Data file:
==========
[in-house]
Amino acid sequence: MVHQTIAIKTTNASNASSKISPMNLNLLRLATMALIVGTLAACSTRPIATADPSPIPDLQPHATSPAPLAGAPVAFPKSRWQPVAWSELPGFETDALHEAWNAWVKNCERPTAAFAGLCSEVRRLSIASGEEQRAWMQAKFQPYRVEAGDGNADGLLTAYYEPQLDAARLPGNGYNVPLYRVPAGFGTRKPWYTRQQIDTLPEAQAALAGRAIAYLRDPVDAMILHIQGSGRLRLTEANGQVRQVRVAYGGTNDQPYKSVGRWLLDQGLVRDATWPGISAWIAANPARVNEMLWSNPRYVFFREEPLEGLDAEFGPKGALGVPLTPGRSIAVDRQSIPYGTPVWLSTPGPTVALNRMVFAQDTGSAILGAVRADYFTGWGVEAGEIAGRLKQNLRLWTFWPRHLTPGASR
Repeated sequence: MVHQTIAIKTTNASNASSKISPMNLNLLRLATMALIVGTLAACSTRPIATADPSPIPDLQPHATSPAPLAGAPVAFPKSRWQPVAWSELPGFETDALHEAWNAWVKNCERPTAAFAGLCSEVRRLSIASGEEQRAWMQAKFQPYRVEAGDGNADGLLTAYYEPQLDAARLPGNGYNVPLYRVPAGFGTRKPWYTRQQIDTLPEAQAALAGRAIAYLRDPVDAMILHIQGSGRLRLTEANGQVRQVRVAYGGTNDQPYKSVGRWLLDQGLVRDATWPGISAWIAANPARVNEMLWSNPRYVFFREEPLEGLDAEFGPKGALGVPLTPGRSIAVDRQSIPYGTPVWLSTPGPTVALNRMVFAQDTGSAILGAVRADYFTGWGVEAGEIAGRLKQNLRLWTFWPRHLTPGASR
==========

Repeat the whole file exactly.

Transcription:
[in-house]
Amino acid sequence: MVHQTIAIKTTNASNASSKISPMNLNLLRLATMALIVGTLAACSTRPIATADPSPIPDLQPHATSPAPLAGAPVAFPKSRWQPVAWSELPGFETDALHEAWNAWVKNCERPTAAFAGLCSEVRRLSIASGEEQRAWMQAKFQPYRVEAGDGNADGLLTAYYEPQLDAARLPGNGYNVPLYRVPAGFGTRKPWYTRQQIDTLPEAQAALAGRAIAYLRDPVDAMILHIQGSGRLRLTEANGQVRQVRVAYGGTNDQPYKSVGRWLLDQGLVRDATWPGISAWIAANPARVNEMLWSNPRYVFFREEPLEGLDAEFGPKGALGVPLTPGRSIAVDRQSIPYGTPVWLSTPGPTVALNRMVFAQDTGSAILGAVRADYFTGWGVEAGEIAGRLKQNLRLWTFWPRHLTPGASR
Repeated sequence: MVHQTIAIKTTNASNASSKISPMNLNLLRLATMALIVGTLAACSTRPIATADPSPIPDLQPHATSPAPLAGAPVAFPKSRWQPVAWSELPGFETDALHEAWNAWVKNCERPTAAFAGLCSEVRRLSIASGEEQRAWMQAKFQPYRVEAGDGNADGLLTAYYEPQLDAARLPGNGYNVPLYRVPAGFGTRKPWYTRQQIDTLPEAQAALAGRAIAYLRDPVDAMILHIQGSGRLRLTEANGQVRQVRVAYGGTNDQPYKSVGRWLLDQGLVRDATWPGISAWIAANPARVNEMLWSNPRYVFFREEPLEGLDAEFGPKGALGVPLTPGRSIAVDRQSIPYGTPVWLSTPGPTVALNRMVFAQDTGSAILGAVRADYFTGWGVEAGEIAGRLKQNLRLWTFWPRHLTPGASR